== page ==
Daylight Saving Time: A detriment to student health

Josette Corazza, Opinions Writer

This month marks 100 years since daylight saving time was first used in the U.S. The semiannual event began in Europe two years earlier and was eventually adopted in America as a way to save coal and energy during World War I.

A century later, daylight saving time is still a source of debate. Arizona and Hawaii do not use DST at all, instead opting for a standard time year-round. On the flip side, Florida lawmakers just passed a bill to make daylight saving time permanent. DST negatively affects us as college students more than we may realize, and we should be aware of the impacts it has on our lives and our health.

According to the New York Times, extra daylight means extra time to spend money, and Americans are getting in their cars to go spend that money. More Americans really do leave their homes in the newly sunlit evenings, increasing widespread gasoline consumption. The Association for Convenience and Fuel Retailing, a lobbying group for gas stations, has pushed to start daylight saving time earlier in the year. Those in the leisure industry also benefit from DST. The U.S. Chamber of Commerce has lobbied on behalf of retailers selling gardening, home repair and sports (especially golf) equipment.

But farmers, religious groups that schedule prayer around sunrise and parents concerned about their children walking to school in the dark are some of the smaller interest groups averse to DST. I believe, however, that college students should also be included in the opposition. The springtime DST transition leads to disrupted sleep cycles. When we lost the hour of 2 a.m. on March 11, our bodies had to adjust to going to sleep earlier, which can leave people restless at night and cause sleepiness the next day.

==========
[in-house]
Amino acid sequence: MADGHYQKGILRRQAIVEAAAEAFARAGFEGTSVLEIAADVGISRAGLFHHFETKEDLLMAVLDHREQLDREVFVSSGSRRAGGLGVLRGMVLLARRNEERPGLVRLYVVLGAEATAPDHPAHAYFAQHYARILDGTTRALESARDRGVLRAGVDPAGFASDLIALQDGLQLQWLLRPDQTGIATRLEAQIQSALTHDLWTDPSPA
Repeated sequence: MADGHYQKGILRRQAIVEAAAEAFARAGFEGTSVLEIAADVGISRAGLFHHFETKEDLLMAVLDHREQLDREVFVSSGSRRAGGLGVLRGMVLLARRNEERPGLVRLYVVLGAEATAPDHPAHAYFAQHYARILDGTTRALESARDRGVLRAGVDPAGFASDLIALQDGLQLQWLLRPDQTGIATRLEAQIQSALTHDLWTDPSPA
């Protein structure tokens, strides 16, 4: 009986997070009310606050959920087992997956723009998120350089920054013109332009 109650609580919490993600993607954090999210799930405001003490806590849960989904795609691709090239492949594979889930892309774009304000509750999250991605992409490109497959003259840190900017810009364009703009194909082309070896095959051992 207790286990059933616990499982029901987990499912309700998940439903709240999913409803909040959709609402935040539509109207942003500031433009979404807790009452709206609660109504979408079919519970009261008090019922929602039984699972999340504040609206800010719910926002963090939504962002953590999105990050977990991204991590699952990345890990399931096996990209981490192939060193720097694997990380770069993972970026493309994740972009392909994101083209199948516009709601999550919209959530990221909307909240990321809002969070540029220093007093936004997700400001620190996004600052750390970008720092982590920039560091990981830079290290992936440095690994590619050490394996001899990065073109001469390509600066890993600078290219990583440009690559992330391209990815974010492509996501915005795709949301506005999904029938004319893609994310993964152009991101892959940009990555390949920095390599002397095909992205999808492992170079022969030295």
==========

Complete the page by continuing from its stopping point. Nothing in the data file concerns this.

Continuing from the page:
According to CBS News, Americans lose an average of 40 minutes of sleep when they set clocks ahead in the spring. These sleep disturbances can lead to mood disruptions and can also affect memory, performance and concentration levels. As students, we need all the help we can get in concentrating during our 8 a.m. classes. Any amount of sleep deprivation can affect hormone levels in the body, which can lead to changes in diet that include fluctuating appetite, an increase in cravings and potential overeating. Sleep disturbances can also increase insulin resistance and encourage the body to store more calories in fat. If you found yourself getting second helpings at D-Hall last Sunday, now you know why.

Research has also shown spikes in car crashes following DST changes. Many Americans are already sleep deprived, and even a small reduction in hours can have serious consequences. In a study being published in the American Economic Journal next month, researchers analyzed vehicle accidents just before and after DST in the U.S. over a 10-year period. The results showed a 6 percent increase in crashes immediately after people reset their clocks in the spring, which amounted to more than 300 deaths. All senior students drive to campus for classes each day—this issue affects our school as well, and it should not be ignored.

Some tips to adjust to DST include increasing exposure to light (ideally sunlight) as soon as you wake up, avoiding caffeine and other stimulants after lunchtime and avoiding driving if you are sleep deprived.